Adults aged 50 years or older are prone to back aches and pain, especially in the lower part of the back. They may start experiencing soreness in their back and sometimes even abdominal pain as their spines mature. Let’s try to understand the three most common causes of back pain after age 50.
Degenerative Discs and Joints — This happens when the spinal discs wear down, commonly seen in older adults.
Spinal stenosis – This occurs when the tube your spinal cord passes becomes too small. It causes pressure on the nerves and nerve roots, causing numbness in the legs.
Osteoarthritis – This is a degenerative joint disease that occurs when the cartilage deteriorates, resulting in joint pain and stiffness.
Here are 10 things older adults can do to help ensure a healthy back.
1. Increase Bodily Movement
Remember that “movement is like the fuel and lotion” for the backbone. However, older adults are more prone to less bodily activity because of various illnesses and age-related factors. The more you move, the better your back will feel. By staying active and exercising your back, you can ensure that your ache episodes heal faster.
2. Enroll In An Exercise Program
Your physician can probably prescribe a healthy exercise program to help you boost strength, stay balanced, and improve flexibility. Try to work on your belly muscles, which means your core strength.
3. Engage In Brain Activity
Pain specialists have long recognized that pain is more than just a sensation. How your brain recognizes and processes pain signals affects how you feel pain. That means the brain can be trained to reduce or ignore pain signals. Here are some techniques to try:
Mindful Pain Therapy. Mindfulness and meditation often require calm, coordinated breathing and concentration to help minimize the sensation of pain. It also helps you relax.
Cognitive Behavioral Therapy (CBT). This treatment can help you change how you think about pain and find new ways to deal with it.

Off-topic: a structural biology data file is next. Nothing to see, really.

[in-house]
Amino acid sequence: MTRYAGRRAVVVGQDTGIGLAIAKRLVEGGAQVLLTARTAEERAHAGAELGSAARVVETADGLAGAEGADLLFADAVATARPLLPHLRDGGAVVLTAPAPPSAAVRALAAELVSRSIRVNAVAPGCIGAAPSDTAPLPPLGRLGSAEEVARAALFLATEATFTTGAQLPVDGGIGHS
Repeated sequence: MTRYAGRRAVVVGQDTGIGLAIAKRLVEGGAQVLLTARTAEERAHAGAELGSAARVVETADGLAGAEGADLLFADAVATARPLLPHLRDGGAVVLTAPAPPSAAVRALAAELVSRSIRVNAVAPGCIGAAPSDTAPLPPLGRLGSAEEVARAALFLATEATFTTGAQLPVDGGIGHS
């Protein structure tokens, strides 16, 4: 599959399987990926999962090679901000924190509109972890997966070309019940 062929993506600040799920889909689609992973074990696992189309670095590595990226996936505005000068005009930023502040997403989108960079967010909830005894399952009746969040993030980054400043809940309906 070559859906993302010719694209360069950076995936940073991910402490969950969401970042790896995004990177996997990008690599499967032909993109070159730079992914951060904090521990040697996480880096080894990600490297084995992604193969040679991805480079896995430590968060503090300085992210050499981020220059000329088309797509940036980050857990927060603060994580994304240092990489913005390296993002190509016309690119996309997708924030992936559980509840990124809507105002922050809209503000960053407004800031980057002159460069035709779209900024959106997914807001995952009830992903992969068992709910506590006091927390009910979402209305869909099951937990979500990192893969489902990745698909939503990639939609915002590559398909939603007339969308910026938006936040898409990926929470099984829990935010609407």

4. Stretch Your Hamstrings Regularly
Tight hamstrings often give rise to lower back pain. When the hamstring muscles are overly tense, they pressure the lower back and sacroiliac joints, increasing pain. Hamstring stretches should be done gently, at least twice daily, for half a minute each time.
5. Heat Therapy
Consider using a heating pad and warm showers after two or three days. This can relax your back muscles and increase blood flow. However, ensure that you don’t get burnt.
6. Get Enough Rest
Our ability to heal from injuries slows as we age. That’s why it’s important to take time to rest. However, mild stretching for the back is preferable in between bed rest. Any bed rest over 48 hours might lengthen and intensify your back discomfort and may be a hindrance to a quick recovery.
9. Cold Therapy
Cold treatment aids in the reduction of inflammation and discomfort. Wrapping ice in a towel or a cold gel pack is an option.
10. Try Treatments
If traditional therapy fails to relieve age-related back pain, consider alternative treatments such as:
Acupuncture: Microscopic needles are inserted into the skin at certain points on the body. It may help relieve chronic pain by encouraging the body’s natural healing mechanisms.
Massage Therapy: Doctors and chiropractors (OD) move, adjust, massage, and stimulate the spine and surrounding tissues with their hands.
Increase endorphins levels: Endorphins are hormones that your body produces naturally. Many people don’t know that endorphins can help block pain signals from being recorded in the brain. Endorphins also contribute to anxiety, stress, and depression, all of which are linked to chronic back pain and often make it worse. Aerobic exercise, massage, and meditation are some of the activities that can increase endorphin levels.
If your pain becomes chronic and persistent, do not ignore the symptoms and consult a doctor.
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